Sunday, May 30, 2010

Cincinnati's Easiest Graduation Party

If you've been wondering where I've been lately and haven't been following my adventures on Twitter or Facebook, I've been on the graduation train for the last few weeks. A son graduating from college and a daughter graduating from high school can certainly fill up the May calendar.
This weekend was the culmination of it all as we hosted a party for about 100 people. I know, it sounds daunting...but it really wasn't. The weather cooperated so most of the fun was outside; thus, primping, cleaning, and fussing inside the house were kept to a minimum. So our main focus was on the food, and eat well we did. If there is a celebration in your future, I recommend you follow these easy step-by-step directions to make your graduation party a hit:
1. Go to Findlay Market. Park in one of the 3 convenient adjoining free lots, or grab a meter on the street.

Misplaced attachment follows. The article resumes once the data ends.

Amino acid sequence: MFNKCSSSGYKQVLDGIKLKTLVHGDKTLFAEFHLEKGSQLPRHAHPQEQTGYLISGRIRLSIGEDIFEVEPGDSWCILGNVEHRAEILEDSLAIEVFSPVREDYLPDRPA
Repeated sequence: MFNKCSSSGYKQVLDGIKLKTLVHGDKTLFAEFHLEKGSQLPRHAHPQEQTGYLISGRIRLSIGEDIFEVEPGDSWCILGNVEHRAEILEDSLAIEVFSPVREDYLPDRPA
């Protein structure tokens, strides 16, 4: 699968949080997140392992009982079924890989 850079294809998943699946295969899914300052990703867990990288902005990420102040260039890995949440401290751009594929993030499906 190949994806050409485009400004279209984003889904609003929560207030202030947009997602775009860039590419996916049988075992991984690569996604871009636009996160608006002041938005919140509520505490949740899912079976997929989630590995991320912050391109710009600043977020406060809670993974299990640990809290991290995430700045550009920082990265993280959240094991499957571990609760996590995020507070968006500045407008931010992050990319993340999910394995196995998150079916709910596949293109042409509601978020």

2. Decide on your main entree. We chose fajitas. We got Amish chicken breasts from Busch's Country Corner and flank steak from Mackie Meats. We marinated everything overnight. If you need help with a marinade, talk to the Colonel at Herbs & Spice. (If you prefer more of a traditional cookout with sausages, metts, or brats, check out Kroeger & Sons or Eckerlin Meats.) To make the fajitas complete, we grilled whole peppers and onions, too.

3. For side dishes, think fresh produce. We served veggies and dip, fruit salad, slices of watermelon, tossed salad, and sweet corn. You can feed A LOT of people with fruits and vegetables at a very reasonable price. You can even call ahead to Daisy Mae's Market at 513-602-5601 and we'll package your order and have it ready for quick pick up.

4. For dessert, choose gelato from Dojo Gelato, waffles or pastries from Taste of Belgium, or a special cake from Skirtz & Johnston.
5. Or if you're not quite the planner that I am, just wander around until you see or smell something you like at Findlay Market. Whatever you decide to serve, it's easy to find, reasonably priced, and convenient. You'll be glad you chose one-stop shopping at Findlay Market.

Tuesday, May 25, 2010

How to Know When a Pear is Ripe